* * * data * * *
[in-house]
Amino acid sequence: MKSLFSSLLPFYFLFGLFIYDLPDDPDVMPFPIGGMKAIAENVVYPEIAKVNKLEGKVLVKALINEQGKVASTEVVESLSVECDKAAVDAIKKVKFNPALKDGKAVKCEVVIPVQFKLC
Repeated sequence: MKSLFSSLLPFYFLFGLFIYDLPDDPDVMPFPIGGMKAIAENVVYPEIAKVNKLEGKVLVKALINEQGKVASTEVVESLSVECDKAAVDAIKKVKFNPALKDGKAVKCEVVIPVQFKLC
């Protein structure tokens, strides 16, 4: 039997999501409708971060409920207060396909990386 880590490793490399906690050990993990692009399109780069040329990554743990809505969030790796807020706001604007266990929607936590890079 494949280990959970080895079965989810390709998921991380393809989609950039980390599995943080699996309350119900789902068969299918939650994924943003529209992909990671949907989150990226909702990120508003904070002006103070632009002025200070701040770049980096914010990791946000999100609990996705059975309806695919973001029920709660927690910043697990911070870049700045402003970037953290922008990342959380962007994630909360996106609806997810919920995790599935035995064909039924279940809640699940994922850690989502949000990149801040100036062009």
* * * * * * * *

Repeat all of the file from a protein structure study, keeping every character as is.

[in-house]
Amino acid sequence: MKSLFSSLLPFYFLFGLFIYDLPDDPDVMPFPIGGMKAIAENVVYPEIAKVNKLEGKVLVKALINEQGKVASTEVVESLSVECDKAAVDAIKKVKFNPALKDGKAVKCEVVIPVQFKLC
Repeated sequence: MKSLFSSLLPFYFLFGLFIYDLPDDPDVMPFPIGGMKAIAENVVYPEIAKVNKLEGKVLVKALINEQGKVASTEVVESLSVECDKAAVDAIKKVKFNPALKDGKAVKCEVVIPVQFKLC
């Protein structure tokens, strides 16, 4: 039997999501409708971060409920207060396909990386 880590490793490399906690050990993990692009399109780069040329990554743990809505969030790796807020706001604007266990929607936590890079 494949280990959970080895079965989810390709998921991380393809989609950039980390599995943080699996309350119900789902068969299918939650994924943003529209992909990671949907989150990226909702990120508003904070002006103070632009002025200070701040770049980096914010990791946000999100609990996705059975309806695919973001029920709660927690910043697990911070870049700045402003970037953290922008990342959380962007994630909360996106609806997810919920995790599935035995064909039924279940809640699940994922850690989502949000990149801040100036062009």